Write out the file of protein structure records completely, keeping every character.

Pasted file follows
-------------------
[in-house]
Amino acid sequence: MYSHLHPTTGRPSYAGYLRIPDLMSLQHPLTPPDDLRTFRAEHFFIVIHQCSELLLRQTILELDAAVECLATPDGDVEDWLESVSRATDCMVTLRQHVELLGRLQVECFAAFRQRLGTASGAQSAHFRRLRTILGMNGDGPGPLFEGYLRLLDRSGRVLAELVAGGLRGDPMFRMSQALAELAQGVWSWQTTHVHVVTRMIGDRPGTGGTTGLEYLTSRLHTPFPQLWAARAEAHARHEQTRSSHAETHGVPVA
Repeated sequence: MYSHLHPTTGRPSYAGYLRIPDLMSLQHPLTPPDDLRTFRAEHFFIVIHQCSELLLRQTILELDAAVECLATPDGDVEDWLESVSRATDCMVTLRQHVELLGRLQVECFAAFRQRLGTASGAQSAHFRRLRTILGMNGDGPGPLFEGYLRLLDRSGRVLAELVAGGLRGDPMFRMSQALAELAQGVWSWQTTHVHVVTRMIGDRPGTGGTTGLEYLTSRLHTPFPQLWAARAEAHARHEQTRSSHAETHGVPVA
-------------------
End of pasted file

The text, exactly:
[in-house]
Amino acid sequence: MYSHLHPTTGRPSYAGYLRIPDLMSLQHPLTPPDDLRTFRAEHFFIVIHQCSELLLRQTILELDAAVECLATPDGDVEDWLESVSRATDCMVTLRQHVELLGRLQVECFAAFRQRLGTASGAQSAHFRRLRTILGMNGDGPGPLFEGYLRLLDRSGRVLAELVAGGLRGDPMFRMSQALAELAQGVWSWQTTHVHVVTRMIGDRPGTGGTTGLEYLTSRLHTPFPQLWAARAEAHARHEQTRSSHAETHGVPVA
Repeated sequence: MYSHLHPTTGRPSYAGYLRIPDLMSLQHPLTPPDDLRTFRAEHFFIVIHQCSELLLRQTILELDAAVECLATPDGDVEDWLESVSRATDCMVTLRQHVELLGRLQVECFAAFRQRLGTASGAQSAHFRRLRTILGMNGDGPGPLFEGYLRLLDRSGRVLAELVAGGLRGDPMFRMSQALAELAQGVWSWQTTHVHVVTRMIGDRPGTGGTTGLEYLTSRLHTPFPQLWAARAEAHARHEQTRSSHAETHGVPVA